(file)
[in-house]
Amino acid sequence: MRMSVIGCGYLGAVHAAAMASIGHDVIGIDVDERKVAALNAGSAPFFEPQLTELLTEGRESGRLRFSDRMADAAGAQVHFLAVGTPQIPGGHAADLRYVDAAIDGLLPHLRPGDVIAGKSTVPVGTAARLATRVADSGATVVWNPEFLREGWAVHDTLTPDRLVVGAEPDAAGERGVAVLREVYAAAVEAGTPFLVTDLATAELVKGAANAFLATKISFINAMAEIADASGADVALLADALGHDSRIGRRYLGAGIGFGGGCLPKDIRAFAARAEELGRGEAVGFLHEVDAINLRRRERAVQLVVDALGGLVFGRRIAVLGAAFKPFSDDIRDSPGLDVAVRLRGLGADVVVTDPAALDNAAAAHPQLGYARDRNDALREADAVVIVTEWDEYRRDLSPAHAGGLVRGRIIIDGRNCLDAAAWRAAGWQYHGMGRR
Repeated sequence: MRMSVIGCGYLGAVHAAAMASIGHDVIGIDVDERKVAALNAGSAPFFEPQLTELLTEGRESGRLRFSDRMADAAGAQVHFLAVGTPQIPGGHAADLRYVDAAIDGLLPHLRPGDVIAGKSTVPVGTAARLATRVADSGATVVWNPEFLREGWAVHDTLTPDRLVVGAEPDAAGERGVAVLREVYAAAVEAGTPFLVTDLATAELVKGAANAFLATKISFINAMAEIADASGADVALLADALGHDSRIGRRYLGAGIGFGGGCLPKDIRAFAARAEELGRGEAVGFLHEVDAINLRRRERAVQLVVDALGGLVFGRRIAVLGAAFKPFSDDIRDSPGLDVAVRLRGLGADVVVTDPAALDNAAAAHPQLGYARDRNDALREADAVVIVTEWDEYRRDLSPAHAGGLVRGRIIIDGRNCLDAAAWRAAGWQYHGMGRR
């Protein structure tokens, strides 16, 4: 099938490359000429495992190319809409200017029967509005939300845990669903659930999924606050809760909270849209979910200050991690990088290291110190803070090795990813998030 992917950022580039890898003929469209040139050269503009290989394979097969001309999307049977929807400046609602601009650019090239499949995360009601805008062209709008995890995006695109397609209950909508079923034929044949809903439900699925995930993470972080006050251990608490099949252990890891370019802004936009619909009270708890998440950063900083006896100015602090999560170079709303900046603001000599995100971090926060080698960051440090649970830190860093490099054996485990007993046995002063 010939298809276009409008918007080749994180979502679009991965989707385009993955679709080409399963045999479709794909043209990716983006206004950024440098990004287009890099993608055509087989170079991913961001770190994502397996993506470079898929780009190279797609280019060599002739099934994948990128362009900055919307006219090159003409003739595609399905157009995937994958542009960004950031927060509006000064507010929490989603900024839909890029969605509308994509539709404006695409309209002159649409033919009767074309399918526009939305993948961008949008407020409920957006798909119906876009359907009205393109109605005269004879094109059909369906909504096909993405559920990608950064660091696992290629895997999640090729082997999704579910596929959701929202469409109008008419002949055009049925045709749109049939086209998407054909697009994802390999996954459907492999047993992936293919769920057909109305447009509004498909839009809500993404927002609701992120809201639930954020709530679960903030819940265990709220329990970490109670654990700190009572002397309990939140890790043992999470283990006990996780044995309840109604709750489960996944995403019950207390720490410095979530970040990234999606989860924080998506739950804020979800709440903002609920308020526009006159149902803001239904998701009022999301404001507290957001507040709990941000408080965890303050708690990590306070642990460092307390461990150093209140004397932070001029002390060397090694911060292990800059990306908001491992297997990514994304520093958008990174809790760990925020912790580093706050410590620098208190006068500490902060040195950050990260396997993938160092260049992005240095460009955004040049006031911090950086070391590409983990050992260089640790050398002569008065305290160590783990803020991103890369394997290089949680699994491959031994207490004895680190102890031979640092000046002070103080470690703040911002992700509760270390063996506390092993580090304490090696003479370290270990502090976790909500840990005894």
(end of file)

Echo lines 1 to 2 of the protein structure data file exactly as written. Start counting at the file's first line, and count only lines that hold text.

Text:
[in-house]
Amino acid sequence: MRMSVIGCGYLGAVHAAAMASIGHDVIGIDVDERKVAALNAGSAPFFEPQLTELLTEGRESGRLRFSDRMADAAGAQVHFLAVGTPQIPGGHAADLRYVDAAIDGLLPHLRPGDVIAGKSTVPVGTAARLATRVADSGATVVWNPEFLREGWAVHDTLTPDRLVVGAEPDAAGERGVAVLREVYAAAVEAGTPFLVTDLATAELVKGAANAFLATKISFINAMAEIADASGADVALLADALGHDSRIGRRYLGAGIGFGGGCLPKDIRAFAARAEELGRGEAVGFLHEVDAINLRRRERAVQLVVDALGGLVFGRRIAVLGAAFKPFSDDIRDSPGLDVAVRLRGLGADVVVTDPAALDNAAAAHPQLGYARDRNDALREADAVVIVTEWDEYRRDLSPAHAGGLVRGRIIIDGRNCLDAAAWRAAGWQYHGMGRR